Factsheet on Key Projects Under the Centre of Excellence for Air Traffic Management Initiative

MediaRelease 12 April 2016

Singapore as A Centre of Excellence for Air Traffic Management

CAAS is developing Singapore as a Centre of Excellence for air traffic management (ATM) to meet the needs of Singapore and the Asia Pacific region.

I     ATM R&D Facilities in Singapore

Two facilities dedicated to ATM Research and Development (R&D) have been established in Singapore:

  1. the ATM Research Institute (ATMRI), established by CAAS and the Nanyang Technological University to undertake academic-based research for innovative ATM solutions; and
  2. the MITRE Asia Pacific Singapore (MAPS), established by CAAS and The MITRE Corporation to support CAAS in ATM development and harmonisation in the Asia Pacific region.

The agreement to establish a third ATM R&D facility (a joint laboratory), was jointly signed by CAAS and the Institute for Infocomm Research (I2R) in February 2016. This laboratory will leverage I2R’s expertise in areas such as data analytics, information technology, and signal processing and computing.

II    ATM R&D collaborations overseas

CAAS has other collaborative agreements with international ATM and research entities. These include the Next Generation Air Transportation System (NextGen) in the US and the Single European Sky ATM Research (SESAR) in Europe. CAAS has also signed Memorandums of Cooperation (MoCs) with the US Federal Aviation Administration (FAA), Airbus ProSky and SESAR Joint Undertaking (SESAR JU) to advance ATM R&D.

In March 2016, CAAS signed a MoC with the Civil Aviation Bureau of Japan (JCAB), CAAS’ first with a fellow Asia Pacific air navigation services provider (ANSP), to jointly promote ATM transformation in the region.

III   New ATM Programme Fund

CAAS has established a S$200 million Centre of Excellence for ATM Programme Fund to support these and other projects. CAAS aims to develop a vibrant ATM R&D eco-system, comprising research institutes, think-tanks, academia, industry players, international ATM entities and aviation stakeholders. The convergence of minds, ideas and innovations will facilitate the development, testing and validation of ATM concepts, technologies and solutions for Singapore and the Asia Pacific region.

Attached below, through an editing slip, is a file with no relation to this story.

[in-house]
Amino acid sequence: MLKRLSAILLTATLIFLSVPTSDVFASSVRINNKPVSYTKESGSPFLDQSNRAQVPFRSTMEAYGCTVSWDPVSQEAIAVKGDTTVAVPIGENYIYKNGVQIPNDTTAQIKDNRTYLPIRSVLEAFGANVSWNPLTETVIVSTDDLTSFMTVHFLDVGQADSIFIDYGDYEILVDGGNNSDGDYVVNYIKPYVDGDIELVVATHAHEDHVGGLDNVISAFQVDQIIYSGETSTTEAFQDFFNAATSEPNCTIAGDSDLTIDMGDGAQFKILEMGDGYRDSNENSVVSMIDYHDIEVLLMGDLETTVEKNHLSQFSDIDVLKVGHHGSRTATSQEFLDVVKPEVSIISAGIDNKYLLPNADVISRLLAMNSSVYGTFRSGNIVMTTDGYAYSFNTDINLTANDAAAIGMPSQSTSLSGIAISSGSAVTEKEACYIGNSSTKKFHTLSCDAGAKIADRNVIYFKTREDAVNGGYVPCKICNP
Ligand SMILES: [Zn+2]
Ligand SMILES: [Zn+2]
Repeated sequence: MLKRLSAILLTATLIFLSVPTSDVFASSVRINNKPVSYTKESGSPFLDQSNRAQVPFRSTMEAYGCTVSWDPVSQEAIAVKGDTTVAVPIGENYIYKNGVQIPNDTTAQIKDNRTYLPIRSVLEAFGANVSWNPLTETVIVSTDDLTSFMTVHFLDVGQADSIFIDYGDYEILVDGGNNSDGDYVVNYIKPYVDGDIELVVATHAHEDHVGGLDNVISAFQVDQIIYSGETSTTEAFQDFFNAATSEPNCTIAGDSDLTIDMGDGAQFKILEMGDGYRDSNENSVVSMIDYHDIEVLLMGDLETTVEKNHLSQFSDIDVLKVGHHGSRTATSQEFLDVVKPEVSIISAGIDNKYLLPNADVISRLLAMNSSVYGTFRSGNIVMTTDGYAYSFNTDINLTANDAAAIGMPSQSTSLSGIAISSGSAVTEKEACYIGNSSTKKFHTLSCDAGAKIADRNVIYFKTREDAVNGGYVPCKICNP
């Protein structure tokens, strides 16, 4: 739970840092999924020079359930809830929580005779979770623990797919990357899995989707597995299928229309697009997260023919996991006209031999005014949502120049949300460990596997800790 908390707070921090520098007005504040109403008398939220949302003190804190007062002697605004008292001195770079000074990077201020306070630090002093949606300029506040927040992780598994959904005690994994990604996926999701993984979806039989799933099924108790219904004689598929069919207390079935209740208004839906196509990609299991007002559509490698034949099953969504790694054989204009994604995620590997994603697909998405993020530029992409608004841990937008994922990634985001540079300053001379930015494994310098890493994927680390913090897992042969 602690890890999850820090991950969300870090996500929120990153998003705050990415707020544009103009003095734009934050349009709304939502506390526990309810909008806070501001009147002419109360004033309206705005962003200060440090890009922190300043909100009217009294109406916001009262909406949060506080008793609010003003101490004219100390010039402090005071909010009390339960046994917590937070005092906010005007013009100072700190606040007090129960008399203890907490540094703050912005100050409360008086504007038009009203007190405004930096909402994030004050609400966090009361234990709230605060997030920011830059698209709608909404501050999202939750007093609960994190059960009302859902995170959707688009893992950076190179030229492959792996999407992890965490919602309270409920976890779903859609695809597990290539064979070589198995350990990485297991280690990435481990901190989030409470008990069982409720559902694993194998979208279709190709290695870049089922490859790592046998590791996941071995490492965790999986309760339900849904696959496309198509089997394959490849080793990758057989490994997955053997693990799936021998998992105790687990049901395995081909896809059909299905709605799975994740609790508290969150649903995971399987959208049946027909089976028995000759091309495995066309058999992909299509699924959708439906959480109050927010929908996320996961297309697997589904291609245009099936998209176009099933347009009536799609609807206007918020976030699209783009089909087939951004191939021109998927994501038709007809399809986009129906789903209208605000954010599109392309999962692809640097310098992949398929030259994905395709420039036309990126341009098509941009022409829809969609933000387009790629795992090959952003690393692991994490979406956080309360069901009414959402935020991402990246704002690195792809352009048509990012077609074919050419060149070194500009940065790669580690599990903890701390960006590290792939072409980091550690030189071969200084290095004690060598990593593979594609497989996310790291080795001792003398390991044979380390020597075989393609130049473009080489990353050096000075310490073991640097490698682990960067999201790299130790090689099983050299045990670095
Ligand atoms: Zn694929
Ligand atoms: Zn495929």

Key Projects Under the Centre of Excellence for ATM Initiative

Details of four key projects are below.

Project 1: Regional Airspace Capacity Enhancement – ASEAN Pilot

With air traffic in the Asia Pacific region projected to triple by 2030, ASEAN is taking steps to manage the heavier and more complex air traffic flows.

The vision of a Seamless ASEAN Sky will enhance air traffic capacity and enable a higher degree of safety, efficiency and predictability in air traffic control operations within ASEAN. The development of expertise in ATM modelling and simulation is necessary to achieve this vision.

Hence, ATMRI has been working with ASEAN ANSPs to analyse air traffic flows, predict future air traffic demand and assess airspace capacity. This is done in collaboration with Eurocontrolunder the auspices of the EU-ASEAN Air Transport Integration Project (AATIP). The outcome of these studies will be used to develop solutions to improve the efficiency of air traffic flows and increase airspace capacity.

Through this project, the ATMRI has also been approached by various ASEAN States, including Cambodia, Lao PDR, the Philippines and Myanmar, to conduct simulation and modelling studies for air traffic in their airspace.

Project 2: CAAS-Airbus Prosky Project: Regional Air Traffic Flow Management for The Asia Pacific

The robust growth of air traffic in the Asia Pacific region brings with it increased complexities for air traffic management. Thus, it is increasingly necessary to balance air traffic demand and capacity at key airports in order to minimise delays.